The India delegation included Raymond Mayewski M.D., URMC chief medical officer; Robert Panzer M.D., chief quality officer; and India Initiative executive directors Mukesh Patel and director Barinder Patel. Also along were URMC radiology professor Vikram Dogra M.D. and Vivek Kaul M.D., gastroenterology division chief.
The group visited hospitals in Mumbai and Delhi and Sri Ramachandra University and Medical Center in Chennai, conferring with officials at nine institutions in 10 days.
URMC's ophthalmology department already has ties with the LV Prasad Eye Institute in Hyderabad, India, Robinson said.
Such alliances would be important to UR's future, Lennie said. In an increasingly globalized environment, the school faces two main challenges: maintaining and improving its status as a research institution and keeping its curriculum relevant.
Through the 20th century and early into this century, Lennie said, the United States maintained primacy in research because university investigations were supported by federal money and because many of the brightest scientists from around the world flocked to U.S. universities.
As federal research funding sinks and the economies of developing countries rise, fewer researchers will be motivated to come here from abroad, Lennie predicted. It will behoove U.S. schools go out to the rest of the world instead.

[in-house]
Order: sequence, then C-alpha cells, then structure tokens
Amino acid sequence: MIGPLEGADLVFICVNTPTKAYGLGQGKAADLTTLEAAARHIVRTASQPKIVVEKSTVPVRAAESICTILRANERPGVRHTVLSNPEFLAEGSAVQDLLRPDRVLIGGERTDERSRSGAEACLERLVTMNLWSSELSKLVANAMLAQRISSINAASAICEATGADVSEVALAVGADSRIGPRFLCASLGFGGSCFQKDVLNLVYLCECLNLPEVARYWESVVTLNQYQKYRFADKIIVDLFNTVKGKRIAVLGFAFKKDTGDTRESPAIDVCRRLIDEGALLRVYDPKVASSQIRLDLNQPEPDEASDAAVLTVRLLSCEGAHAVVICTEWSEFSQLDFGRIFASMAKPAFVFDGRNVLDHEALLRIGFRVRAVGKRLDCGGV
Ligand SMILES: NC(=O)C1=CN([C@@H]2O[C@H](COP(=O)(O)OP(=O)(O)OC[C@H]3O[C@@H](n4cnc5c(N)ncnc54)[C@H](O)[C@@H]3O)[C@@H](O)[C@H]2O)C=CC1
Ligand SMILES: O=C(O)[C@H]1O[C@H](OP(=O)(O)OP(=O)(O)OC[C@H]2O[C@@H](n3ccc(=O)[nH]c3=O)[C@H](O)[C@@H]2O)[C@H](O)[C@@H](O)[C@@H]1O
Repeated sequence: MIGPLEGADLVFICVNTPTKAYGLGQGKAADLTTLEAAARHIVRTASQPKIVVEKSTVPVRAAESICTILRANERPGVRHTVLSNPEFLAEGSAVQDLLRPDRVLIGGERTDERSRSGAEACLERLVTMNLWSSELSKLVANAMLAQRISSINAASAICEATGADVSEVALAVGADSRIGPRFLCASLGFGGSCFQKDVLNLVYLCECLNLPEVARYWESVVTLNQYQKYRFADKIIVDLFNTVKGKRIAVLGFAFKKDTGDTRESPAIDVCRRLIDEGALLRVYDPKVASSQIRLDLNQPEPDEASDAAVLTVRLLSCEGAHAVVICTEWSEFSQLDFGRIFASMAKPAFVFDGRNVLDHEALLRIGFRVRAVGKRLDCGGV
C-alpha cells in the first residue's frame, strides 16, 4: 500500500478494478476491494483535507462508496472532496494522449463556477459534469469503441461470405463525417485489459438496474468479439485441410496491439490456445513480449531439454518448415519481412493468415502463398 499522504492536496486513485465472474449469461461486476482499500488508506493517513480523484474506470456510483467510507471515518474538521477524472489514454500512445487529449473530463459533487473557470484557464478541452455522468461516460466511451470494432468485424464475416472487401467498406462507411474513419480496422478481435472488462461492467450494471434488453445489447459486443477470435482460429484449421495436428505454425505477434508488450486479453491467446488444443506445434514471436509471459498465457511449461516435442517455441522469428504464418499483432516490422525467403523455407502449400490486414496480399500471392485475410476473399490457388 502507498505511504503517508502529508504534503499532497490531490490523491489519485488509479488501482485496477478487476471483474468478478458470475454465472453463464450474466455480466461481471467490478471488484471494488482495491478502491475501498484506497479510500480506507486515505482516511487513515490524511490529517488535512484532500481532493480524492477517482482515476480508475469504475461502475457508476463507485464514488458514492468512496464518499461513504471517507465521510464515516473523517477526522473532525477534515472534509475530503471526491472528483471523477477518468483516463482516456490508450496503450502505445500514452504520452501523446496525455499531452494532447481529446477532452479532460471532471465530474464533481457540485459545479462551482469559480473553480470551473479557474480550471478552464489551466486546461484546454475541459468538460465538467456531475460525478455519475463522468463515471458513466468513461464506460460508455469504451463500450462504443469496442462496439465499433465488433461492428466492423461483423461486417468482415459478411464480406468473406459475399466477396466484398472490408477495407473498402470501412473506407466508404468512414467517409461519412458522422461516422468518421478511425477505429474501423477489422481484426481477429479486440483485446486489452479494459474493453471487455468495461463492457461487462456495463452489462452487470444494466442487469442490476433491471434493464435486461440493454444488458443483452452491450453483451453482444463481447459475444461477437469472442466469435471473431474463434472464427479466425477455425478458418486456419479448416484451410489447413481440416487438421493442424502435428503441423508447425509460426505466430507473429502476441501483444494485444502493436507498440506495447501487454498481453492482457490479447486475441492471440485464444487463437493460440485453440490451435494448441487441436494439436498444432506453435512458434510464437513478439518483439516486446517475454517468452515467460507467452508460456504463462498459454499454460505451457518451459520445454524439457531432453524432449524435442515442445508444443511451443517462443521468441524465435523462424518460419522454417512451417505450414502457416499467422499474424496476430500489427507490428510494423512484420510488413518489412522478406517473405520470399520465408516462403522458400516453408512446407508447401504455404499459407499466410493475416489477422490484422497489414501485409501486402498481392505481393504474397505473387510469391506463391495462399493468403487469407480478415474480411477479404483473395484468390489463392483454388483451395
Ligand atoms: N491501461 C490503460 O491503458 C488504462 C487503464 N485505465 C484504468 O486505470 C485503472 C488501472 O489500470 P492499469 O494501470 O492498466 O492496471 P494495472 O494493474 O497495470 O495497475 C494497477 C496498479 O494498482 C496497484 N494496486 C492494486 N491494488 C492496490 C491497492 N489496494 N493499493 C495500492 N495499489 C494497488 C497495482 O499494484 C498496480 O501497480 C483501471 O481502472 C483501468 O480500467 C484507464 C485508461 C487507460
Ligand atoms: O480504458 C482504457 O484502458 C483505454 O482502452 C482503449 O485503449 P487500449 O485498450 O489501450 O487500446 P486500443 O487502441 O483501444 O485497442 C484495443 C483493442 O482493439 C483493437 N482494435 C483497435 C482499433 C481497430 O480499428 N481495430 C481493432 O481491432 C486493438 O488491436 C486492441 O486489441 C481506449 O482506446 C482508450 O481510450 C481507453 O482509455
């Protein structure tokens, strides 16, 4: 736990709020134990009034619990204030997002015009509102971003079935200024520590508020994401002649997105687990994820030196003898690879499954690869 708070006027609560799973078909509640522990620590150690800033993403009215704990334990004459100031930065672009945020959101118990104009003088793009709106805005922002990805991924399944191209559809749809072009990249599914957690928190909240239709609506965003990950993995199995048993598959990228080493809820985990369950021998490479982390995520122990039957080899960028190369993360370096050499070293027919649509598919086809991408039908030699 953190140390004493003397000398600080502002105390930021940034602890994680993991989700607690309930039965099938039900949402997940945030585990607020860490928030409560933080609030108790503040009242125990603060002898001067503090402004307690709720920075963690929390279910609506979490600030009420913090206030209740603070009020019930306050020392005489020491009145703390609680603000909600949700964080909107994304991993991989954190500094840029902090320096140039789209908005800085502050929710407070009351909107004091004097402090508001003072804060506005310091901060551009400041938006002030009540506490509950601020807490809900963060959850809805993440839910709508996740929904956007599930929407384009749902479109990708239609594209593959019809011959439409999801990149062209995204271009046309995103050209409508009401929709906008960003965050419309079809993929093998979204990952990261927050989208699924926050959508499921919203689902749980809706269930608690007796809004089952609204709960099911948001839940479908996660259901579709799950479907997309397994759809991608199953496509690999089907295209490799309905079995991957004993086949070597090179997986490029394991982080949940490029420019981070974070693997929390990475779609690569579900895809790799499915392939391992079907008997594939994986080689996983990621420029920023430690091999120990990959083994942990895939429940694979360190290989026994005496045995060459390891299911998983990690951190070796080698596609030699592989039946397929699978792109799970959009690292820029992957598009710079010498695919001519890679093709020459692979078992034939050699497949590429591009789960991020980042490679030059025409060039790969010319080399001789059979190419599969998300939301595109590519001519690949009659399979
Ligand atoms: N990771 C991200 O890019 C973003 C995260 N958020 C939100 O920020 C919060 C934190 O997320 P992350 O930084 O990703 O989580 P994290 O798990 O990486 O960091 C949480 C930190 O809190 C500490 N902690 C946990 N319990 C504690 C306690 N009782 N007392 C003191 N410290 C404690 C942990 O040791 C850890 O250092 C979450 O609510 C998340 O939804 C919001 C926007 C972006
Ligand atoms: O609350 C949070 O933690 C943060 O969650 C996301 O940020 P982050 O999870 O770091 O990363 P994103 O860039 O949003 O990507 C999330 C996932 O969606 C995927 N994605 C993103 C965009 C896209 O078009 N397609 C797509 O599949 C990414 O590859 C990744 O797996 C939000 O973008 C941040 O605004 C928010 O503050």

UR also needs closer ties to foreign schools if it is to prepare students properly for roles in the global economy, Lennie added.
Relationships with foreign schools and offshore institutions are not new to UR, he said. The school has links to New Zealand, South America and Europe, for example. But in the past such relationships have formed on an ad hoc basis as initiatives grew from individual relationships between researchers or teaching faculty.
UR wants to keep establishing and growing such ties organically, Lennie said. But it wants to start nurturing contacts and establishing its global brand in a more organized way as well. In addition to any more immediate boons it might bring, URMC's current efforts to forge ties to Chinese and Indian institutions will serve as a learning experience, providing insights helpful to future efforts.
Establishing UR as a player in places such as China and India will pay off at home as well in Asia, Lennie believes.
"We are not always recognized for some of our better points," he said. "We have been underappreciated."
Berk seconded the provost's view.
"We need to have a global presence to establish ourselves as a brand," he said.
But a higher profile in Asia could have a more direct payback, Berk added.
China and India are the most populous countries on Earth and together account for more than one-third of the planet's population. And, Berk said, Asian economies are among the world's fastest-growing.
U.S. investment in health sciences still exceeds that of nations such as China and South Korea in absolute terms, he said. But those countries are putting 5 percent and 7 percent of their gross domestic product into health sciences, while the annual U.S. investment in health sciences stands at 1.5 percent of GDP.